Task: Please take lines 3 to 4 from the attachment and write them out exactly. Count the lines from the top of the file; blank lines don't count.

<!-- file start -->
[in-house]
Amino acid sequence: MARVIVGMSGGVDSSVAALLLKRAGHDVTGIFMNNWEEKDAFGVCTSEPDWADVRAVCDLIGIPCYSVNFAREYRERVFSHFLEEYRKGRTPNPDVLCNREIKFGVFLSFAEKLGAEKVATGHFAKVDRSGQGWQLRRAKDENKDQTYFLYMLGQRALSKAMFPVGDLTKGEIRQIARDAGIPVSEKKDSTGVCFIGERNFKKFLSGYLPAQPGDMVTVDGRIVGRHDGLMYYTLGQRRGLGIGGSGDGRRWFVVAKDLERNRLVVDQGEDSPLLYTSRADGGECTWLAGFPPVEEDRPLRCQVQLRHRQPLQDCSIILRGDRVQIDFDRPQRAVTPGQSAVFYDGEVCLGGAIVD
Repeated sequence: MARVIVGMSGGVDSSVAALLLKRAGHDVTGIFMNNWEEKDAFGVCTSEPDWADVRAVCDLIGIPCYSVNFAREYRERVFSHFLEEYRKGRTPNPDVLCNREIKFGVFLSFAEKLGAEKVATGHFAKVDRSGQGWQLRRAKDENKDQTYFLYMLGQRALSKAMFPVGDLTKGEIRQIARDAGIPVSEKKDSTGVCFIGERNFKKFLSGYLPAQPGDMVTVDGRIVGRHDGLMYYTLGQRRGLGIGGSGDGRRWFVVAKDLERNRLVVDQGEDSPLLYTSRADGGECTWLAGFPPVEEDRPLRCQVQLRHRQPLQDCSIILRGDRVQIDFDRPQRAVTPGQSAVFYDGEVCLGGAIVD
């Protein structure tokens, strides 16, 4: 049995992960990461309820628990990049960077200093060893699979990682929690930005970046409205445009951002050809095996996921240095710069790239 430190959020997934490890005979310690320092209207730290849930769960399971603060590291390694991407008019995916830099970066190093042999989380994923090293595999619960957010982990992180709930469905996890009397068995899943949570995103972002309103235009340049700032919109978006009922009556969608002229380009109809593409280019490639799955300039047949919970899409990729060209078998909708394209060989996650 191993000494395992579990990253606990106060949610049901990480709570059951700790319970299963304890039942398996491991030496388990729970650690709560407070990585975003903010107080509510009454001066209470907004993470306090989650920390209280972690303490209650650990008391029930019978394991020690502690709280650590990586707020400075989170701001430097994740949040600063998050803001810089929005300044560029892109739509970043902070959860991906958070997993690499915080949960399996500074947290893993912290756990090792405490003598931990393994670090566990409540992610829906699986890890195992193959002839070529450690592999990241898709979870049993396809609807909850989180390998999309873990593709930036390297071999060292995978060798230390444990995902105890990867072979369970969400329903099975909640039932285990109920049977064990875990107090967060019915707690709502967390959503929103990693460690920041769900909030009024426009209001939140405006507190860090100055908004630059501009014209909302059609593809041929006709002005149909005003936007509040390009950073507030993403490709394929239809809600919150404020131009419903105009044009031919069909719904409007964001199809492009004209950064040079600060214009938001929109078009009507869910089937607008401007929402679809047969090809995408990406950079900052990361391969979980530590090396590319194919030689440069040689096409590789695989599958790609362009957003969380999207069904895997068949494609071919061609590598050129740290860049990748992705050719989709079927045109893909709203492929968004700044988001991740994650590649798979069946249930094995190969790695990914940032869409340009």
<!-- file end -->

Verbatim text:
Repeated sequence: MARVIVGMSGGVDSSVAALLLKRAGHDVTGIFMNNWEEKDAFGVCTSEPDWADVRAVCDLIGIPCYSVNFAREYRERVFSHFLEEYRKGRTPNPDVLCNREIKFGVFLSFAEKLGAEKVATGHFAKVDRSGQGWQLRRAKDENKDQTYFLYMLGQRALSKAMFPVGDLTKGEIRQIARDAGIPVSEKKDSTGVCFIGERNFKKFLSGYLPAQPGDMVTVDGRIVGRHDGLMYYTLGQRRGLGIGGSGDGRRWFVVAKDLERNRLVVDQGEDSPLLYTSRADGGECTWLAGFPPVEEDRPLRCQVQLRHRQPLQDCSIILRGDRVQIDFDRPQRAVTPGQSAVFYDGEVCLGGAIVD
């Protein structure tokens, strides 16, 4: 049995992960990461309820628990990049960077200093060893699979990682929690930005970046409205445009951002050809095996996921240095710069790239 430190959020997934490890005979310690320092209207730290849930769960399971603060590291390694991407008019995916830099970066190093042999989380994923090293595999619960957010982990992180709930469905996890009397068995899943949570995103972002309103235009340049700032919109978006009922009556969608002229380009109809593409280019490639799955300039047949919970899409990729060209078998909708394209060989996650 191993000494395992579990990253606990106060949610049901990480709570059951700790319970299963304890039942398996491991030496388990729970650690709560407070990585975003903010107080509510009454001066209470907004993470306090989650920390209280972690303490209650650990008391029930019978394991020690502690709280650590990586707020400075989170701001430097994740949040600063998050803001810089929005300044560029892109739509970043902070959860991906958070997993690499915080949960399996500074947290893993912290756990090792405490003598931990393994670090566990409540992610829906699986890890195992193959002839070529450690592999990241898709979870049993396809609807909850989180390998999309873990593709930036390297071999060292995978060798230390444990995902105890990867072979369970969400329903099975909640039932285990109920049977064990875990107090967060019915707690709502967390959503929103990693460690920041769900909030009024426009209001939140405006507190860090100055908004630059501009014209909302059609593809041929006709002005149909005003936007509040390009950073507030993403490709394929239809809600919150404020131009419903105009044009031919069909719904409007964001199809492009004209950064040079600060214009938001929109078009009507869910089937607008401007929402679809047969090809995408990406950079900052990361391969979980530590090396590319194919030689440069040689096409590789695989599958790609362009957003969380999207069904895997068949494609071919061609590598050129740290860049990748992705050719989709079927045109893909709203492929968004700044988001991740994650590649798979069946249930094995190969790695990914940032869409340009």